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Osa Peninsula

COSTA RICA | Tuesday, 21 January 2014 | Views [373]

So we're in Costa Rica now and having a pretty great time. A couple of buses to get across the border and then we took the slow boat from Gulfito to Puerto Jimenez, our base to get to Corcovado National Park. Arnold has always talked very highly of this park and so it was always going to be on the itinerary. Puerto Jimenez was a very dusty kind of town as there are no sealed roads and everyone drives around in pickup trucks and old 4WD´s. It's a funny sort of place, with quite a few retired Americans living there, one of which was the owner of the backpack safari place we were going to stay at. This place was a few k´s out of town and to get there you´d have to stand in the back of his pickup truck, holding on tight to the metal bars as he drove around town,  first doing a few groceries, picking up a neighbour, and doing all sorts of other things before we finally made our way to the place.

 

The place! What a place! It was a very low-key backpacker place, set in the jungle on a private property not too far from the national park. It has tents instead of rooms and everything, from the showers to kitchen and communal room, was outdoors. He told us his son had set it up a few years ago, building everything himself, but he got tired of it after a few years and moved on. So Pete took it over. It was the kind of place where they try to grow their own herbs and veggies, recycle, and packpackers can volunteer their time to help with the garden and track maintenance in exchange for a free night accommodation. It was a most delightful place. From our tent, open on all sides, we saw several groups of monkeys swing past, checking out one of the banana trees which grows naturally in the area. Hummingbirds zip up and down, flapping furiously but gracefully.  Hardly any need to go to the park anymore!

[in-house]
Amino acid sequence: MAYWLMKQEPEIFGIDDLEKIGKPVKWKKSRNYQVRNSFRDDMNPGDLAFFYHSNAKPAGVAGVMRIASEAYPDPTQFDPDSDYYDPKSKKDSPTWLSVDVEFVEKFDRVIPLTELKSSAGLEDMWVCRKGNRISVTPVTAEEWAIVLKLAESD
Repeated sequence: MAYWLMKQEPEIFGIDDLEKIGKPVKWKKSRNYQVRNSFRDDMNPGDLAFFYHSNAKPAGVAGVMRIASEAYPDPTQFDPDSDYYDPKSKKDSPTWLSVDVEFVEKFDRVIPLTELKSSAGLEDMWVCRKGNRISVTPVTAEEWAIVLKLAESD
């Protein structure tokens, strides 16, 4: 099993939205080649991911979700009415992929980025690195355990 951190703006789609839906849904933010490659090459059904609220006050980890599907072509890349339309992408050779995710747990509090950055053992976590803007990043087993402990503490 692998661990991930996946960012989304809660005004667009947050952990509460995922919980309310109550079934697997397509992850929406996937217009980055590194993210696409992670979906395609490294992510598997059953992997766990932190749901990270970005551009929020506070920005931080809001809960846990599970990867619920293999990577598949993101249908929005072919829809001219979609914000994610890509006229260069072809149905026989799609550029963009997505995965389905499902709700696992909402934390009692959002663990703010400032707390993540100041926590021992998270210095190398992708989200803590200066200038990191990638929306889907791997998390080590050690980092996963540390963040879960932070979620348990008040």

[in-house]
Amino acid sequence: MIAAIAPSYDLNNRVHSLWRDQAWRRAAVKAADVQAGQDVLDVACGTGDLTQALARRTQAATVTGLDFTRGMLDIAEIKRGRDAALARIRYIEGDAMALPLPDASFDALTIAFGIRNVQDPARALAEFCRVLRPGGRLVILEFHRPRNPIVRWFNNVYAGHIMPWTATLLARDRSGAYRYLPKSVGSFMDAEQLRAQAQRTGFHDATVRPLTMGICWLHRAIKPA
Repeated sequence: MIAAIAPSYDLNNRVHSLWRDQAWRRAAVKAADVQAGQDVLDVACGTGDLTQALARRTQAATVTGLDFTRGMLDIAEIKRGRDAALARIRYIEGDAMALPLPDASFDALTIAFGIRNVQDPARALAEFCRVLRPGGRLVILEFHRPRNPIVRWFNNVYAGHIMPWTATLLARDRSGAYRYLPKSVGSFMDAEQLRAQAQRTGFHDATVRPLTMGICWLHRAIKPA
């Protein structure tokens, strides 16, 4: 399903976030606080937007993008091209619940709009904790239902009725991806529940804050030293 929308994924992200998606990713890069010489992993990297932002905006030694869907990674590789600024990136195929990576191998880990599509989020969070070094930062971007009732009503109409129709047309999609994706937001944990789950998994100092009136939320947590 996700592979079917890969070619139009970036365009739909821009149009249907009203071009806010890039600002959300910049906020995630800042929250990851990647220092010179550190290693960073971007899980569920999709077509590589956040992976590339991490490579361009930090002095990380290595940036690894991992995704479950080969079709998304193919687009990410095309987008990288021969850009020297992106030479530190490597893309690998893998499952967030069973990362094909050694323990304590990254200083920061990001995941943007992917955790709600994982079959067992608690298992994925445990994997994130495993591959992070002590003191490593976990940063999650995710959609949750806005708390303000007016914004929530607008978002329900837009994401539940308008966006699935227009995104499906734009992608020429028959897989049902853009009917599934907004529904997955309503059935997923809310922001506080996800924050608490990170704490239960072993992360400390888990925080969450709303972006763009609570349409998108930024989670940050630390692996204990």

But of course we went there anyway, a bit of an undertaking involving hiring a 4WD, getting up before dawn so we could leave at 5 am, trying to beat the scorching, draining, intense heat and humidity which makes any activity after 11 am virtually impossible. A bumby, hour long drive in the dark was prolonged a bit by a tree which had fallen onto the road and which required some locals, a rope and a car to get it out of the way.  Then another 3 km of walking on the beach before we got to the start of the track. The walk itself was quite wonderful, completely shaded by the jungle but close to the beach at all times. We just wondered around slowly, spotting spider monkeys, capuchin monkeys, numerous raptors, a whole family of coati´s and some strange, jurassic looking reptilians.  Quite a treat!

Today, we´re at Rio Tico safari lodge, quite a bit more luxurious than what we would normally stay at but the place is run by a former colleague of Arnold´s, and he was keen to catch up with her and see the place. It´s right on the Rio Tico so we´ve been chilling out in the numerous waterholes and under waterfalls.

Tomorrow we will be off to Chirripo national park, where there are some seriously challenging mountain trails- from jungle to mountain to have a few days of respite from the heat!

 

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